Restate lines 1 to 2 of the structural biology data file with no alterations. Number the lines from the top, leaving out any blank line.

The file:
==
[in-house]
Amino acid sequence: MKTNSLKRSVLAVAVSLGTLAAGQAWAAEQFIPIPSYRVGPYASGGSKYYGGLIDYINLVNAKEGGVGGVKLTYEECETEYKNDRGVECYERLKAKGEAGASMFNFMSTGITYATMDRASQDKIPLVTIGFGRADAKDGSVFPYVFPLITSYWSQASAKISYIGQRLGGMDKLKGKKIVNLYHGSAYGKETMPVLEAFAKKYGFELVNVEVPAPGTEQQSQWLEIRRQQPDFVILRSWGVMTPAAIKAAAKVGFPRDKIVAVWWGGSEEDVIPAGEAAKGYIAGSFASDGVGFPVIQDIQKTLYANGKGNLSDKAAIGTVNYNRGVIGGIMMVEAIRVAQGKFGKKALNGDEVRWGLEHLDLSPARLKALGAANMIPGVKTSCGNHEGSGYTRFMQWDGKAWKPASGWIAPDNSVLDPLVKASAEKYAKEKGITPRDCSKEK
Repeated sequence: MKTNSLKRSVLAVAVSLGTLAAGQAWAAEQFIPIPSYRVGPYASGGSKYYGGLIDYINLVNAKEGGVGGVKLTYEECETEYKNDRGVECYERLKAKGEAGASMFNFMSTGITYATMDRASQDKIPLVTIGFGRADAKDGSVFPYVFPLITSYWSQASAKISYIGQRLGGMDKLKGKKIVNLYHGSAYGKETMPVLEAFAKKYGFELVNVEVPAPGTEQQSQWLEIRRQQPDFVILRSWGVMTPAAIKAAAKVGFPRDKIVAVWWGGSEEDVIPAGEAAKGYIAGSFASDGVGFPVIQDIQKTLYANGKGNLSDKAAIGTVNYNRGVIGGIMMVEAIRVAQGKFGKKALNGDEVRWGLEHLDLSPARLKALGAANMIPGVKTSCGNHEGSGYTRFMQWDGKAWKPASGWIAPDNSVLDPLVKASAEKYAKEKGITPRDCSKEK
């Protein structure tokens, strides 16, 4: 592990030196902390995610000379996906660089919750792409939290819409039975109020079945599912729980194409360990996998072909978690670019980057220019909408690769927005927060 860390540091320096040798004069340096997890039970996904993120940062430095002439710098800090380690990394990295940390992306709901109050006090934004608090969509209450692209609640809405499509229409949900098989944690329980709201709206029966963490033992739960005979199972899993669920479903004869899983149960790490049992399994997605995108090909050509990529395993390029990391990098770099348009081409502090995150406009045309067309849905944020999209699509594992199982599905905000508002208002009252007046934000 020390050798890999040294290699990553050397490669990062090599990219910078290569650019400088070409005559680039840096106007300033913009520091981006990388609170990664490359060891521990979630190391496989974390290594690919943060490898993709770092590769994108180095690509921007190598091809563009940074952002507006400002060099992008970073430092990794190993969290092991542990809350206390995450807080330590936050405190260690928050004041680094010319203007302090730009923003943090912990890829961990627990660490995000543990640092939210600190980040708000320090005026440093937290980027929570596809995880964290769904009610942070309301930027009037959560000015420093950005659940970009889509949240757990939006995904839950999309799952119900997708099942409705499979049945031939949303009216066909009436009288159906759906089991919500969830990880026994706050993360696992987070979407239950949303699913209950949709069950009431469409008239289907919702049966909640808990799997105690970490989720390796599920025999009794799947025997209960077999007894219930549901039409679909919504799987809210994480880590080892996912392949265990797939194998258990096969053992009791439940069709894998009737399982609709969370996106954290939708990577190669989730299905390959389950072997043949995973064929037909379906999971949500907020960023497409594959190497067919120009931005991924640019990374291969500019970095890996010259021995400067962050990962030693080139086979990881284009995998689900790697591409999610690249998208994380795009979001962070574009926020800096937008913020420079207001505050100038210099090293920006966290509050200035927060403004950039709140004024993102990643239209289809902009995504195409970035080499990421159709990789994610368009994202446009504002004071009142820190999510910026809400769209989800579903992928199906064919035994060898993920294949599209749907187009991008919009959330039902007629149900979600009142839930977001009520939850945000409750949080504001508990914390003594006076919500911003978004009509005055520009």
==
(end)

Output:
[in-house]
Amino acid sequence: MKTNSLKRSVLAVAVSLGTLAAGQAWAAEQFIPIPSYRVGPYASGGSKYYGGLIDYINLVNAKEGGVGGVKLTYEECETEYKNDRGVECYERLKAKGEAGASMFNFMSTGITYATMDRASQDKIPLVTIGFGRADAKDGSVFPYVFPLITSYWSQASAKISYIGQRLGGMDKLKGKKIVNLYHGSAYGKETMPVLEAFAKKYGFELVNVEVPAPGTEQQSQWLEIRRQQPDFVILRSWGVMTPAAIKAAAKVGFPRDKIVAVWWGGSEEDVIPAGEAAKGYIAGSFASDGVGFPVIQDIQKTLYANGKGNLSDKAAIGTVNYNRGVIGGIMMVEAIRVAQGKFGKKALNGDEVRWGLEHLDLSPARLKALGAANMIPGVKTSCGNHEGSGYTRFMQWDGKAWKPASGWIAPDNSVLDPLVKASAEKYAKEKGITPRDCSKEK